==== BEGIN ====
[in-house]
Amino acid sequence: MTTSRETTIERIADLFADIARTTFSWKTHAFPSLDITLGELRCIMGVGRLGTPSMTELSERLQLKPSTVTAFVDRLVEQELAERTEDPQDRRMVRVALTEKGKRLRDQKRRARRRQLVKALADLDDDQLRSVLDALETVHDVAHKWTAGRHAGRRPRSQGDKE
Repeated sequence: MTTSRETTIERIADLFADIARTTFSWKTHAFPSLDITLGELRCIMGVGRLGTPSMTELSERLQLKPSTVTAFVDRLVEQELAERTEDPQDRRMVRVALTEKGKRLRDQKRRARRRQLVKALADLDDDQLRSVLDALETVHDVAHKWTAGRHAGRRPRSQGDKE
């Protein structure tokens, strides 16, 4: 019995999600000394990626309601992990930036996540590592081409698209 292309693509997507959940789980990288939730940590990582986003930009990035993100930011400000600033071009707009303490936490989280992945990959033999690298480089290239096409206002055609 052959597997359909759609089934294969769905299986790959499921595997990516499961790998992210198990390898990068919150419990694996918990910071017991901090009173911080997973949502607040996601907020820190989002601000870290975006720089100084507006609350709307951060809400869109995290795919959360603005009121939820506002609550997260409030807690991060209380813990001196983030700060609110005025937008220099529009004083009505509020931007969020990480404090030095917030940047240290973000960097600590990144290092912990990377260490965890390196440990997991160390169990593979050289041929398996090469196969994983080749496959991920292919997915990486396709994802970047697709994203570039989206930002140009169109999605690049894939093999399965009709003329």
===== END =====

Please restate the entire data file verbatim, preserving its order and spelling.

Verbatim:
[in-house]
Amino acid sequence: MTTSRETTIERIADLFADIARTTFSWKTHAFPSLDITLGELRCIMGVGRLGTPSMTELSERLQLKPSTVTAFVDRLVEQELAERTEDPQDRRMVRVALTEKGKRLRDQKRRARRRQLVKALADLDDDQLRSVLDALETVHDVAHKWTAGRHAGRRPRSQGDKE
Repeated sequence: MTTSRETTIERIADLFADIARTTFSWKTHAFPSLDITLGELRCIMGVGRLGTPSMTELSERLQLKPSTVTAFVDRLVEQELAERTEDPQDRRMVRVALTEKGKRLRDQKRRARRRQLVKALADLDDDQLRSVLDALETVHDVAHKWTAGRHAGRRPRSQGDKE
């Protein structure tokens, strides 16, 4: 019995999600000394990626309601992990930036996540590592081409698209 292309693509997507959940789980990288939730940590990582986003930009990035993100930011400000600033071009707009303490936490989280992945990959033999690298480089290239096409206002055609 052959597997359909759609089934294969769905299986790959499921595997990516499961790998992210198990390898990068919150419990694996918990910071017991901090009173911080997973949502607040996601907020820190989002601000870290975006720089100084507006609350709307951060809400869109995290795919959360603005009121939820506002609550997260409030807690991060209380813990001196983030700060609110005025937008220099529009004083009505509020931007969020990480404090030095917030940047240290973000960097600590990144290092912990990377260490965890390196440990997991160390169990593979050289041929398996090469196969994983080749496959991920292919997915990486396709994802970047697709994203570039989206930002140009169109999605690049894939093999399965009709003329």